You know it’s coming. A major stock market correction is well overdue, according to historical averages. That’s something to keep in mind whether your Thrift Savings Plan account is in stocks, such as the C, S and I funds, or bonds, such as the F Fund. Or it could be in the G Fund composed of special Treasury securities, or in any of the automatically adjusting lifecycle L Funds.
It’s your money. A major portion of your retirement nest egg which, if you are under the Federal Employees Retirement System, will provide one third to one half of all the cash you have to spend in retirement.
If the stock market keeps humming along through the month of August, that will be the longest period in history it has not suffered a “correction” of 20 percent or more, otherwise known as a “bear” market. Although such corrections happened, on average, every 3-and-a-half years, the last correction ended in March 2009.
When/if the 20-plus percent correction hits, how will it hit you? Will it be a financial body blow that sends you running to the safety of the Treasury securities G Fund, as so many did during the Great Recession of 2008, or will you take it in stride? Will you treat it as a bump in the financial road? Continue to buy the C, S and I funds which will be on sale? That’s assuming they start growing again.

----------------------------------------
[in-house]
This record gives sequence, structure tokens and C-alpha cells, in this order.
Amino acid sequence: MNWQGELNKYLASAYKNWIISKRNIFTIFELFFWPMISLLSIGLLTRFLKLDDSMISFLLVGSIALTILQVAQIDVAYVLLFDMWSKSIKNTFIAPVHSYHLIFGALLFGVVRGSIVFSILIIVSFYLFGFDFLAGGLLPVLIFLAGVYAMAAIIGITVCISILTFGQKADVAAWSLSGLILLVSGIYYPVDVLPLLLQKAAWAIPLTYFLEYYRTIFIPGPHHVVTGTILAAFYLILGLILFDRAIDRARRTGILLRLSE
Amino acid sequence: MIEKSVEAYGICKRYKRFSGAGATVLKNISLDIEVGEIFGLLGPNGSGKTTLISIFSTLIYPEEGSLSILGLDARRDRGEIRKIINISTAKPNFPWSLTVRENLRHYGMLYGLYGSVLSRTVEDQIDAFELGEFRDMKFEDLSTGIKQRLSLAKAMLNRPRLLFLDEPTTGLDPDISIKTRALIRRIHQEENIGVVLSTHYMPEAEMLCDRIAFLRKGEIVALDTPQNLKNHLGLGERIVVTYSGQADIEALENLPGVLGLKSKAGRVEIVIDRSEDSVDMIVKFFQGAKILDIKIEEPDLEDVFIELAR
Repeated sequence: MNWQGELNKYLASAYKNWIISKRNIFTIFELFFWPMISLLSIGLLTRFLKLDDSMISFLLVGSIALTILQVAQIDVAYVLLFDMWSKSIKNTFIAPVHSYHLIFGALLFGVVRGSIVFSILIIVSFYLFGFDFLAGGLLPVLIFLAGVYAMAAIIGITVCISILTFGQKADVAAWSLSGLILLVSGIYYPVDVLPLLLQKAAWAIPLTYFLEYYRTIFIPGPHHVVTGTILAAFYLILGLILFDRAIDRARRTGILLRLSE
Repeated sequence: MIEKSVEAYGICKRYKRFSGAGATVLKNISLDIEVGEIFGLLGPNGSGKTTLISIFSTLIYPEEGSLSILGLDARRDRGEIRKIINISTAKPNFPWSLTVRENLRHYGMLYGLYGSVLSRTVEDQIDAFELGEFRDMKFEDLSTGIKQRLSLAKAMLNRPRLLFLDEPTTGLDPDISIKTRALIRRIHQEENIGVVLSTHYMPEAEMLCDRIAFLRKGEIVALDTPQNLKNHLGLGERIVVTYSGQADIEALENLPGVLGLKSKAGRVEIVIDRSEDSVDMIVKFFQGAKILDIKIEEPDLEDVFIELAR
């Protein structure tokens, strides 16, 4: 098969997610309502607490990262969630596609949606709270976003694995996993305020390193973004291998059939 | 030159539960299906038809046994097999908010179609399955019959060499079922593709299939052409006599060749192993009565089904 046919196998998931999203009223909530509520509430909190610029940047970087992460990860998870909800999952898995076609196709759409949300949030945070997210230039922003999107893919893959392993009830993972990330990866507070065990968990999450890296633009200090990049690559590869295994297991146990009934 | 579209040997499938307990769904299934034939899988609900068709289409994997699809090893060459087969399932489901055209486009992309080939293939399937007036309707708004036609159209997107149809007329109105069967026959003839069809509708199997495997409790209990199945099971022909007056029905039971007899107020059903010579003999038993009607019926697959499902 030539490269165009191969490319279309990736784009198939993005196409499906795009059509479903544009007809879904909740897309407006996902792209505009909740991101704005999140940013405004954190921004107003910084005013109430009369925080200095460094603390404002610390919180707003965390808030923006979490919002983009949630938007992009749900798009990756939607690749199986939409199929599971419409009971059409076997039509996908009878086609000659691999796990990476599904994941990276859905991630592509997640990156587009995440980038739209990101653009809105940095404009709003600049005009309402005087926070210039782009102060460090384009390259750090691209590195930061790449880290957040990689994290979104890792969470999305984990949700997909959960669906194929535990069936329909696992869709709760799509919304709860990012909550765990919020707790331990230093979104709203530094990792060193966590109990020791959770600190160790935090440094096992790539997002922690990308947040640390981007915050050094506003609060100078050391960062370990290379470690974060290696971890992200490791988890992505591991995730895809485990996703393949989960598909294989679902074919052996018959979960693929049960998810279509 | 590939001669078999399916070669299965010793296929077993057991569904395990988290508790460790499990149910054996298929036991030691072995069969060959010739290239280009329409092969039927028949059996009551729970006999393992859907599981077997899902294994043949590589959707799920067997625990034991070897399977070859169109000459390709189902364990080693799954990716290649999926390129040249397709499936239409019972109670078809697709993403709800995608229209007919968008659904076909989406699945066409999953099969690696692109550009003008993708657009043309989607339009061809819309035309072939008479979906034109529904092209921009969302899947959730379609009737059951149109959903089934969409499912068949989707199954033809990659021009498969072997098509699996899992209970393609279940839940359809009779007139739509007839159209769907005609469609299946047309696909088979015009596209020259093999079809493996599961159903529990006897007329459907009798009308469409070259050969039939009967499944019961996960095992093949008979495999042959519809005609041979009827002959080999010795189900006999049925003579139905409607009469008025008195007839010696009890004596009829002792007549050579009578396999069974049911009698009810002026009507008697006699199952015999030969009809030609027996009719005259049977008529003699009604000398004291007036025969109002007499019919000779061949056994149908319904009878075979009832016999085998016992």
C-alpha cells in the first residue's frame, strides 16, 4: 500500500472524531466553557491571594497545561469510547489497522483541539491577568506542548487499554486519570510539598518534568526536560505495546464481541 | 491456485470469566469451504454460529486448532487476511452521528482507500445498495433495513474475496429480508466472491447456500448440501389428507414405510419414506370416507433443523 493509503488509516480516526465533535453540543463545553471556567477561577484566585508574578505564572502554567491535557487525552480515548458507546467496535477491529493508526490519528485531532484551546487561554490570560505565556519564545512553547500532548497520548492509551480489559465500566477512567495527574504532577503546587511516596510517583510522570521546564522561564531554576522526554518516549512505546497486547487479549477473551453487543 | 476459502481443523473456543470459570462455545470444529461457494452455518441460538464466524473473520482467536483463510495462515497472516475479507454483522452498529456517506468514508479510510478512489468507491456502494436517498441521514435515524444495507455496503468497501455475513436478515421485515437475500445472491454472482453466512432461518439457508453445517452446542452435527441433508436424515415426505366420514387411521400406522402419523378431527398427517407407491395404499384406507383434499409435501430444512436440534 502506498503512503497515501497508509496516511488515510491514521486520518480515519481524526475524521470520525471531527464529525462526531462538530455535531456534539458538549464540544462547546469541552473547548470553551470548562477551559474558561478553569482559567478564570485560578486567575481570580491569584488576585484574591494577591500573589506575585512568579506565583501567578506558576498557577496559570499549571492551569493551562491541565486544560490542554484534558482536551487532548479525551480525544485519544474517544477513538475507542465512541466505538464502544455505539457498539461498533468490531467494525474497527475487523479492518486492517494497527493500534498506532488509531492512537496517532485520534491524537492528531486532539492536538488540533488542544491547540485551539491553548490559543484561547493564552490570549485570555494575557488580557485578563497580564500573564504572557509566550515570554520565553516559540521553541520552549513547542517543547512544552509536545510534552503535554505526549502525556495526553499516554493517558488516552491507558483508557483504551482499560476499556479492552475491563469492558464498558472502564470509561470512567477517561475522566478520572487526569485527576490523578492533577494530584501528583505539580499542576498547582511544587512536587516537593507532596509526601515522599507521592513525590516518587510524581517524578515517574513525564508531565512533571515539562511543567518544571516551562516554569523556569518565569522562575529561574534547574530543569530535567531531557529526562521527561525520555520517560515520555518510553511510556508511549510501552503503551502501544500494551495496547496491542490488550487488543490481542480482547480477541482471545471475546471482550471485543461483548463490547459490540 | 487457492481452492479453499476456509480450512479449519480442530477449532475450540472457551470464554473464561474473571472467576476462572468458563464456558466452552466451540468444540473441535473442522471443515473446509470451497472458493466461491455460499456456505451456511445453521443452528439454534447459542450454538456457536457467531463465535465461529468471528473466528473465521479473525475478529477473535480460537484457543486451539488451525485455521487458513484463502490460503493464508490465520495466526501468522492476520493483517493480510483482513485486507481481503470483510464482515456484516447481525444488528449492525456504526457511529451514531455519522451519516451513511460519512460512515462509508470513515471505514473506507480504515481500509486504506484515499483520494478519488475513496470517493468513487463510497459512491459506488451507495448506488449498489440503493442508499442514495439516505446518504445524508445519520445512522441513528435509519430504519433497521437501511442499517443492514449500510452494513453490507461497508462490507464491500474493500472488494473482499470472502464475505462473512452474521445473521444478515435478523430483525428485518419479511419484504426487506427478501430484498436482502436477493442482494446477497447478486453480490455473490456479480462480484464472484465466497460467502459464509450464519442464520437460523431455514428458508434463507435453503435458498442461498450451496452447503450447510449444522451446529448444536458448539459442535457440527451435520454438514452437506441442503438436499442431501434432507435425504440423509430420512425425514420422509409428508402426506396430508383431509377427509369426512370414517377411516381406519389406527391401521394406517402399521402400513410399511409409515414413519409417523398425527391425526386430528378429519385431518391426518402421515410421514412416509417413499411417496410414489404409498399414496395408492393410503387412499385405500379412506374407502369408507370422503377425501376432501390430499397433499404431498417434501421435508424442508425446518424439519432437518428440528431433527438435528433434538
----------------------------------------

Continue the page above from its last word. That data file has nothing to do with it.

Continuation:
Nobody knows when the correction will hit, when it does, how jolting it will be or how long it will last. It could be weeks, months, years or more. But just about anybody who knows the historical trends of the market knows that it is coming — sooner or later. So are you mentally and financially prepared?
Financial planner Arthur Stein says that “declines are part of the market cycle.” In fact, he counted a historical average of 5 percent declines about three times a year.
The last time it happened, he said, was late-March of this year. The last time the market had a correction of 10 percent or greater was Feb. 8, which Stein said happened on average about once a year.
Stein adds that past performance is no guarantee of future performance. A majority of his investment clients are either current or retired feds, and all had TSP accounts. After decades of investing in the federal 401(k) plan, several are TSP millionaires.
During the Great Recession, tens of thousands of TSP account holders transferred some or all of their money into the G Fund. They stopped buying shares in the C, S and I funds because they were, as it turns out, on sale — big time. They felt it was safe to park everything in the G Fund until it was the “right time” to return to the stock market.
But Stein warns that because of the low rate of return of the G Fund, it means that over time inflation and taxes can drastically reduce the purchasing power of G Fund investments. It begs the question: If nobody, including you, knows when the next correction/crash is coming how will you know, if you flee the stock market funds, it is the “right” time to return?